IAN: Yes, for sure, and it still is. That’s one of the ways I write. I’m talking about lyrics now. A lot of it is just a great way to blow off some emotional steam. It’s a great vehicle for that. And I think if it comes from the right place and it’s real and it resonates with you, it can be a real great way to purge. The cathartic thing is not just writing it down on the page for me. The cathartic thing is performing it, singing it, and working through that. As a singer the mechanism ceases to work when emotion comes into play too much. By that I mean if I start choking up a little bit and getting teary-eyed, and start welling up, your throat starts to close up. It becomes hard to sing. So for me one of the best feelings in the world is being that close to it and letting some of that energy fuel the performance. But not too much because you fall off, you can’t sing a note. You’re digging deep but it’s really worth it when you come out the other side.
GOBE: I think the best illustration of the power those songs have to move people was when I had you booked as the headliner at the Y108 Rock and Roll Picnic, and the power cut out while you were singing “That Song.” You just encouraged the audience to sing it and the connection was amazing.
IAN: There’s no better feeling in the world for me. When you’re there in that place emotionally and honestly with yourself and the whole crowd is too at the same moment – and this was probably before people had their phones in the air so they were actually engaged going through the moment with us and with me – that’s the best feeling in the world. That still happens a lot when the crowd takes the reigns and starts singing. That’s more than I deserve. That’s a really cool feeling that should just be reserved for Tom Petty and Bruce Springsteen.
GOBE: What are your thoughts now knowing “That Song” has become “that song” for thousands of people, that hearing it inspires so many memories for people.
IAN: (laughs). That’s a bit of trip to think about. Yeah, I never thought about it that it would be that way, that it would be ‘that song’ for other people. If it is, awesome, that’s great.
GOBE: It’s been 20 years now, and you’re far removed from the memories of that period. But what do recall feeling when you first got that CD in your hand, completed.
IAN: You know what, I was probably like ‘what’s next.’ I love the way this sounds, what’s next. How can we make the next one bigger and better. I’ve never been one to sit back and say ‘there it is, I’ve done it.’ Put my feet up and say I’ve made it or accomplished something. I don’t have time for that. It’s just what’s next. I’m sure it was something along those lines. Or just bitching and moaning about songs that were left off the record. (laughing) There is a sense of accomplishment and it’s a pretty cool thing holding something in your hand and knowing this was something we worked for. We did it together. Don’t get me wrong. That wasn’t lost on me or on us. This was our record, it was cool that we could put on our record. That was a big deal.
GOBE: Was the name Big Wreck a reflection of the emotional state you were in – especially given the lyrical content woven into In Loving Memory Of?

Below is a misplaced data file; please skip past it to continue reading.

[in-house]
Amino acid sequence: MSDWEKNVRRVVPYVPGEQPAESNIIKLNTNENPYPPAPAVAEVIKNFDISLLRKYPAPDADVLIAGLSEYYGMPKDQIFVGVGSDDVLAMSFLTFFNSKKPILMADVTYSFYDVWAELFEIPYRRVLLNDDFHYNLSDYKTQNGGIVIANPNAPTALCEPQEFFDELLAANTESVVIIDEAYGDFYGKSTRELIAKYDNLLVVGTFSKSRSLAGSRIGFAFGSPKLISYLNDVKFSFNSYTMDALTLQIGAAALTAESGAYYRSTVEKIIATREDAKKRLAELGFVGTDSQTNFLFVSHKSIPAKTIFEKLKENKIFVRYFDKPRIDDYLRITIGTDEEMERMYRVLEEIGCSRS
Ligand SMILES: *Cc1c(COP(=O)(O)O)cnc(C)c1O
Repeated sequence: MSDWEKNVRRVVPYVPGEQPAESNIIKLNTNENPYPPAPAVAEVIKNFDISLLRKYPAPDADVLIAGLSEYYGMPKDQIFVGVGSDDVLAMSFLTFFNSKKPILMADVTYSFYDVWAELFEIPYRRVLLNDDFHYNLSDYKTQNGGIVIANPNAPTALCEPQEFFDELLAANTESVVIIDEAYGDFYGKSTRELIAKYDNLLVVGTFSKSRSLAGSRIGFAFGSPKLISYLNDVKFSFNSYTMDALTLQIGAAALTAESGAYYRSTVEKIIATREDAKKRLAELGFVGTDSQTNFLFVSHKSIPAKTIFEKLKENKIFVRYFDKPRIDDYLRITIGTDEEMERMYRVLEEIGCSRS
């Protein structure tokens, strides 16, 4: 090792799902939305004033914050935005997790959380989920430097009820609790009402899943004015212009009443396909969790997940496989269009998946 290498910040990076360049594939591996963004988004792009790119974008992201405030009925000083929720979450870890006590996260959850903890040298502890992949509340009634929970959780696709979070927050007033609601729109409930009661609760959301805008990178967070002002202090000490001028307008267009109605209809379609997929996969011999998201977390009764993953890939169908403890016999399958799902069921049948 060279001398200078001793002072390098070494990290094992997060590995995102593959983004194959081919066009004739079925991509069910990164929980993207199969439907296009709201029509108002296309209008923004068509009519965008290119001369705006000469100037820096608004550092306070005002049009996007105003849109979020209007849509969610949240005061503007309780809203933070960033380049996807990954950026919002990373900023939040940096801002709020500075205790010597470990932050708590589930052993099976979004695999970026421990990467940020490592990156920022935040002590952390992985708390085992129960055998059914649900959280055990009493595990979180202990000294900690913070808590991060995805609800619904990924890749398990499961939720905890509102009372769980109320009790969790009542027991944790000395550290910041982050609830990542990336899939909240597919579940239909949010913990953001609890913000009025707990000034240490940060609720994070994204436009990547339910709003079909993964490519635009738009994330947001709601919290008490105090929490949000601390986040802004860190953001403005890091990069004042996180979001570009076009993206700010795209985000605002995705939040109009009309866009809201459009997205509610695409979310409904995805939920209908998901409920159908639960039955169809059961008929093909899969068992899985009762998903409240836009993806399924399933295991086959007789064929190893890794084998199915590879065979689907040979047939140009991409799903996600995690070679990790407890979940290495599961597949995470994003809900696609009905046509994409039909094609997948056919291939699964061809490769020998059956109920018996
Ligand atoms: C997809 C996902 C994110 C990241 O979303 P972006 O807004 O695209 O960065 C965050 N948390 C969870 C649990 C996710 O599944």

IAN: In all honestly I think it’s one of the worst band names that’s ever been coined. It was just, we didn’t have anything else. That was phrase Brian used to use a lot. We thought that was kind of a cool name. I didn’t really think it through. And then that’s sort of what stuck. I’d like to think what’s in a name but we’re too far down that track anyway. Even when I did the other band, I thought I don’t have a name. I think it was Chad that said ‘just call it Thornley man.’ I’m like, okay, that’s really original. For some reason I’m terrible with titles like that, names and song titles. If it’s not born of the song itself it’s hard for me to do.
GOBE: I have a girl friend who has always been intrigued by the line, “It’s always been that way, just a pocketbook Brando.” What are you trying to convey with that line?
IAN: I always liked the way that sang, but I just kind of said it. What I was trying to say was ‘somebody’s trying to play a part, or act like I’m fitting in. I’m cool, I’m having a good time, but I’m not doing a very good job of it. Therefore I’m a pocketbook Brando version of an actor.’ So there you go. And it just kind of rolls off the tongue nice. Now there’s a good name for a band. Fuck, I should have called the band Pocketbook Brando. Where was that!
GOBE: That sounds a little new wave though.
IAN: Yea, it kind of does, sounds a little weird too, like Neon Shades.
GOBE: To borrow a phrase from another one of your songs, did the album ever feel like an albatross, having a debut that was that successful.
IAN: No, not at all. I think it’s great. It’s nice, especially when you’re touring on another record, to be able to pull some of these songs. People know them. I’m not just talking about the singles. But really digging into the record and playing some of these tunes. Some we’ve never played live, and some we haven’t played in I don’t know how many years. It’s cool. I really dig it. I like that when I listen to it and when I’m playing it, I like the sort of fearless nature of a lot of the music. It doesn’t follow the normal sort of rule book of rock or pop songwriting. It’s nice to hear at 23 years old I was sort of doing that, sort of a ballsy move for somebody writing songs that in my mind could easily have fallen off a Supertramp pop tree. There’s a lot of that, how would you say ‘melodic and harmonic sensibiliser’ that I sort of stole over the years from Abba and Supertramp and their very very well constructed slickly written pop stuff. I love the record I really do. There’s a nice rawness to it as well. It’s not too polished.
GOBE: Now that you’re revisiting those memories every night, what’s the one song that brings you personally back to that time in the 90s.
IAN: “By The Way” has to be the one. It’s probably my favourite song on the record. We never performed it. We just never had the tools. Now we do. So it’s been great to sink out teeth into that one.